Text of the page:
Elagolix – GnRH Antagonist

GnRH is a peptide that stimulates the secretion of the pituitary hormones that are responsible for sex steroid production and normal reproductive function. Elagolix is a novel, orally administered gonadotropin-releasing hormone (GnRH) antagonist. Elagolix is believed to have its effect by altering the level of pituitary GnRH suppression and, as a result, titrating circulating hormone levels. By this method, it is believed that elagolix may provide relief from the pain associated with conditions such endometriosis and uterine fibroids, without a need to actively manage bone loss.

Elagolix is currently being investigated in both patients with endometriosis and those with uterine fibroids.


In June 2010, we announced an exclusive worldwide collaboration with AbbVie to develop and commercialize elagolix and all next-generation GnRH antagonists (collectively, GnRH Compounds) for women’s and men’s health. Under the terms of our agreement with AbbVie, we and AbbVie will work jointly to advance GnRH Compounds towards commercialization. Abbott made an upfront payment of $75 million and agreed to make additional development and regulatory event based payments of up to $480 million and up to an additional $50 million in commercial event based payments. Under the terms of the agreement, AbbVie is responsible for all development, marketing and commercialization costs. We will be entitled to a percentage of worldwide sales of GnRH Compounds for the longer of ten years or the life of the related patent rights.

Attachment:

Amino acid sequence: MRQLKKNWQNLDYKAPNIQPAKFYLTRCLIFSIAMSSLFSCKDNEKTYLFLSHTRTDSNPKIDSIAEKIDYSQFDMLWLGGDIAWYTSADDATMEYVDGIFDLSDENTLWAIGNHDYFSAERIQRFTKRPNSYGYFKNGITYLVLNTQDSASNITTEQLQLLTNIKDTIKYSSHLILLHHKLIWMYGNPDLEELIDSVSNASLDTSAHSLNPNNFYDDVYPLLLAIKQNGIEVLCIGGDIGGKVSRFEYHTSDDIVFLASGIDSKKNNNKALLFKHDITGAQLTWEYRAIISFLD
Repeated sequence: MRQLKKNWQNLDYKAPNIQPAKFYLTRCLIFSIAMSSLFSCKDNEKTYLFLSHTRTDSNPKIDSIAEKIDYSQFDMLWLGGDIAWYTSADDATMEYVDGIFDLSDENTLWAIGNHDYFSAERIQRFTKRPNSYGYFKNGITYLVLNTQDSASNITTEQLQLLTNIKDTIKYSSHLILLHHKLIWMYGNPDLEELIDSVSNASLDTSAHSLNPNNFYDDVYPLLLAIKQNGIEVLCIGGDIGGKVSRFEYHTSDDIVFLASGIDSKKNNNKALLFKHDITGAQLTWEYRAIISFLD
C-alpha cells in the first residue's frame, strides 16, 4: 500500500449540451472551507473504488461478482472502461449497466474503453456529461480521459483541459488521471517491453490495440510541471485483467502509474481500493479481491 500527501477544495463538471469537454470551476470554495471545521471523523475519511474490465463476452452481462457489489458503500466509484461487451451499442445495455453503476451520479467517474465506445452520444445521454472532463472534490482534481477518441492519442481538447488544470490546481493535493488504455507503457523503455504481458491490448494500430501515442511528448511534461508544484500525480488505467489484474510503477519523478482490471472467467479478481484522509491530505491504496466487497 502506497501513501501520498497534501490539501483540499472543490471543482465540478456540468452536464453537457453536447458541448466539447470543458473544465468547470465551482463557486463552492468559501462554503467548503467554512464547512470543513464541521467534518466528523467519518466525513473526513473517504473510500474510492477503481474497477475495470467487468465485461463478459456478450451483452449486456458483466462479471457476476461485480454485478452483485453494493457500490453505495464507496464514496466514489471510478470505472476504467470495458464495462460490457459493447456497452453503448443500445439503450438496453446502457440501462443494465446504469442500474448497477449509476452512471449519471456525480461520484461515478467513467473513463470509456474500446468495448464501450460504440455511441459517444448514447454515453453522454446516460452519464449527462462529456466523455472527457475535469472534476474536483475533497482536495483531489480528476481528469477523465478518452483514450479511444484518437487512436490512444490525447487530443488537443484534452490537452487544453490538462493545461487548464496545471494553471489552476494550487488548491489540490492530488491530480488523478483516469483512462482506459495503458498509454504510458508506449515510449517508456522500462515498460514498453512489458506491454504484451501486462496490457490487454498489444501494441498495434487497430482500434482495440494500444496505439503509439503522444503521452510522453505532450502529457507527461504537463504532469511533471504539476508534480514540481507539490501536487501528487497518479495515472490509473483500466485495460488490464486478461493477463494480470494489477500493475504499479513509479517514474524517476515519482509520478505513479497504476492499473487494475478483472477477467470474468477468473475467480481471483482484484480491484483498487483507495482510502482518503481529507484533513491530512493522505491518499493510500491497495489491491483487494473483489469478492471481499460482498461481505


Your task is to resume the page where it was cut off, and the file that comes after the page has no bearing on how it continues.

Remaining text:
The Phase I and II data for elagolix in women support the potential for use in other women’s health conditions.  Menorrhagia (excessive uterine bleeding) and primary dysmenorrhea commonly result from underlying endometriosis, uterine fibroids or adenomyosis and, as such, may be amenable to treatment with a nonpeptide GnRH antagonist.  Current peptide antagonists are commercially available for prevention of premature luteinizing hormone (LH) surge as part of Assisted Reproductive Therapy.  Oral GnRH antagonists could reduce the burden of injections for women undergoing these procedures. Potential other women’s health indications include premenstrual dysphoric disease (PMDD), polycystic ovarian syndrome (PCOS), breast cancer prevention, and precocious puberty.